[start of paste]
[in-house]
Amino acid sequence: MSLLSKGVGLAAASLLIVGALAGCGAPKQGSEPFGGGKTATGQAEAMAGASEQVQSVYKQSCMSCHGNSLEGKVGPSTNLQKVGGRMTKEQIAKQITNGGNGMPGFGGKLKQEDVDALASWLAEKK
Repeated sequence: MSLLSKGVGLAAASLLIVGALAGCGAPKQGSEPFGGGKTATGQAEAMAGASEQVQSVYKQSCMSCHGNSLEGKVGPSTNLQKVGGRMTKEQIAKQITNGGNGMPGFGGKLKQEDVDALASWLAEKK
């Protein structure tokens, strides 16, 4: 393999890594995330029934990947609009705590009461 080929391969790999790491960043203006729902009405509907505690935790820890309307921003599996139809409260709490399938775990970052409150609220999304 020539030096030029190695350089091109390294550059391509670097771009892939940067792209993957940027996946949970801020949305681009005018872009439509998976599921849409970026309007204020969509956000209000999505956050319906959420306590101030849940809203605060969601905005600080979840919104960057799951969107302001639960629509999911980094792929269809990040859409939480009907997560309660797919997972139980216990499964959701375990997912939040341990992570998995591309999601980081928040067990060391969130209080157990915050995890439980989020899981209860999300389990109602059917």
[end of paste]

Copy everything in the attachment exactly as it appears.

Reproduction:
[in-house]
Amino acid sequence: MSLLSKGVGLAAASLLIVGALAGCGAPKQGSEPFGGGKTATGQAEAMAGASEQVQSVYKQSCMSCHGNSLEGKVGPSTNLQKVGGRMTKEQIAKQITNGGNGMPGFGGKLKQEDVDALASWLAEKK
Repeated sequence: MSLLSKGVGLAAASLLIVGALAGCGAPKQGSEPFGGGKTATGQAEAMAGASEQVQSVYKQSCMSCHGNSLEGKVGPSTNLQKVGGRMTKEQIAKQITNGGNGMPGFGGKLKQEDVDALASWLAEKK
């Protein structure tokens, strides 16, 4: 393999890594995330029934990947609009705590009461 080929391969790999790491960043203006729902009405509907505690935790820890309307921003599996139809409260709490399938775990970052409150609220999304 020539030096030029190695350089091109390294550059391509670097771009892939940067792209993957940027996946949970801020949305681009005018872009439509998976599921849409970026309007204020969509956000209000999505956050319906959420306590101030849940809203605060969601905005600080979840919104960057799951969107302001639960629509999911980094792929269809990040859409939480009907997560309660797919997972139980216990499964959701375990997912939040341990992570998995591309999601980081928040067990060391969130209080157990915050995890439980989020899981209860999300389990109602059917």